St. Elmo (Chapter 8, page 1 of 14)


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Chapter 8

During the months of September and October Mrs. Murray filled the house with company, and parties of gentlemen came from time to time to enjoy the game season and take part in the hunts to which St. Elmo devoted himself. There were elegant dinners and petits soupers that would not have disgraced Tusculum, or made Lucullus blush when Pompey and Cicero sought to surprise him in the "Apollo"; there were billiard-matches and horse-races, and merry gatherings at the ten- pin alley; and laughter, and music, and dancing usurped the dominions where silence and gloom had so long reigned. Naturally shy and unaccustomed to companionship, Edna felt no desire to participate in these festivities, but became more and more absorbed in her studies, and her knowledge of the company was limited to the brief intercourse of the table, where she observed the deference yielded to the opinions of the master of the house, and the dread that all manifested lest they should fall under the lash of his merciless sarcasm.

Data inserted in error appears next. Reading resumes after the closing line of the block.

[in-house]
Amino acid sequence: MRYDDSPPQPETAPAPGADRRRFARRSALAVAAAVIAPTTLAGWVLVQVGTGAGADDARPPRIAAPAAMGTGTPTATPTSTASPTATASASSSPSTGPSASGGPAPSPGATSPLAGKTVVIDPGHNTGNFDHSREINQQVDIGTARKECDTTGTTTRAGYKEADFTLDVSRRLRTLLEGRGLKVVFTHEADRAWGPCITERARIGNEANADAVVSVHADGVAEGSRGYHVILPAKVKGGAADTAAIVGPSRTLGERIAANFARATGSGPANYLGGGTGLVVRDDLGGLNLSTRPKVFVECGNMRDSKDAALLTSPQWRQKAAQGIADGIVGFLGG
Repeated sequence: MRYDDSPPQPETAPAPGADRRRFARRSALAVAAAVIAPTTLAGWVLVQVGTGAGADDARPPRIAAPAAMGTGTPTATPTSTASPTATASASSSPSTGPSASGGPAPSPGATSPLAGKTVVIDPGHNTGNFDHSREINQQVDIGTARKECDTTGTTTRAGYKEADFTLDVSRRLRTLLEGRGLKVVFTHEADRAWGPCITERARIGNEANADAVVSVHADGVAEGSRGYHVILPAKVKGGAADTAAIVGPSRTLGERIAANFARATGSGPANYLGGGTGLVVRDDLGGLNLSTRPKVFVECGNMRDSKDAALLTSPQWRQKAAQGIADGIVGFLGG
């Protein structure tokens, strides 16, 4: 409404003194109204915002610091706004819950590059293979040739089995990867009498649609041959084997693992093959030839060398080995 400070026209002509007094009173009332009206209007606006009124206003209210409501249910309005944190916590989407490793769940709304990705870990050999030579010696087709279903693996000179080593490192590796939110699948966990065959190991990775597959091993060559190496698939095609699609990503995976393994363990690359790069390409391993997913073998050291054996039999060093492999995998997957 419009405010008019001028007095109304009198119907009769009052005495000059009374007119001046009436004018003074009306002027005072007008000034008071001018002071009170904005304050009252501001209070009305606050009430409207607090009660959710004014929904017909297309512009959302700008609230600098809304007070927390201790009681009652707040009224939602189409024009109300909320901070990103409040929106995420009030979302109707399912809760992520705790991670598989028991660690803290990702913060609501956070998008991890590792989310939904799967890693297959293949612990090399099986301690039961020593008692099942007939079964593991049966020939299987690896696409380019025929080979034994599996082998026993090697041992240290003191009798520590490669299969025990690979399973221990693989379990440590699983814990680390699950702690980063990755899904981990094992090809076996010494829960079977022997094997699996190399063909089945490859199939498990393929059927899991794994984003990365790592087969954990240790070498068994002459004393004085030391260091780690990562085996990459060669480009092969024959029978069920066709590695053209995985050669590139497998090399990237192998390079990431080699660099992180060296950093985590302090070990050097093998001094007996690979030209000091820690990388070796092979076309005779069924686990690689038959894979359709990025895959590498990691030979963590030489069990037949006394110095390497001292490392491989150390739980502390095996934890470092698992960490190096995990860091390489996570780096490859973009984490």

An Ishmael in society, his uplifted hand smote all conventionalities and shams, spared neither age nor sex, nor sanctuaries, and acknowledged sanctity nowhere. The punctilious courtesy of his manner polished and pointed his satire, and when a personal application of his remarks was possible, he would bow gracefully to the lady indicated, and fill her glass with wine, while he filled her heart with chagrin and rankling hate. Since the restoration of the Dante, not a word had passed between him and Edna, who regarded him with increasing detestation; but on one occasion, when the conversation was general, and he sat silent at the foot of the table, she looked up at him and found his eyes fixed on her face. Inclining his head slightly to arrest her attention, he handed a decanter of sherry to one of the servants, with some brief direction, and a moment after her glass was filled, and the waiter said: "Mr. Murray's compliments to Aaron Hunt's granddaughter." Observation had taught her what was customary on such occasions, and she knew that he had once noticed her taking wine with the gentleman who sat next to her; but now repugnance conquered politeness, the mention of her grandfather's name seemed an insult from his lips, and putting her hand over her glass, she looked him full in the face and shook her head. Nevertheless he lifted his wine, bowed, and drank the last drop in the crystal goblet; then turned to a gentleman on his right hand, and instantly entered into a learned discussion on the superiority of the wines of the Levant over those of Germany, quoting triumphantly the lines of M. de Nevers: "Sur la membrane de leur sens, Font des sillons charmans."

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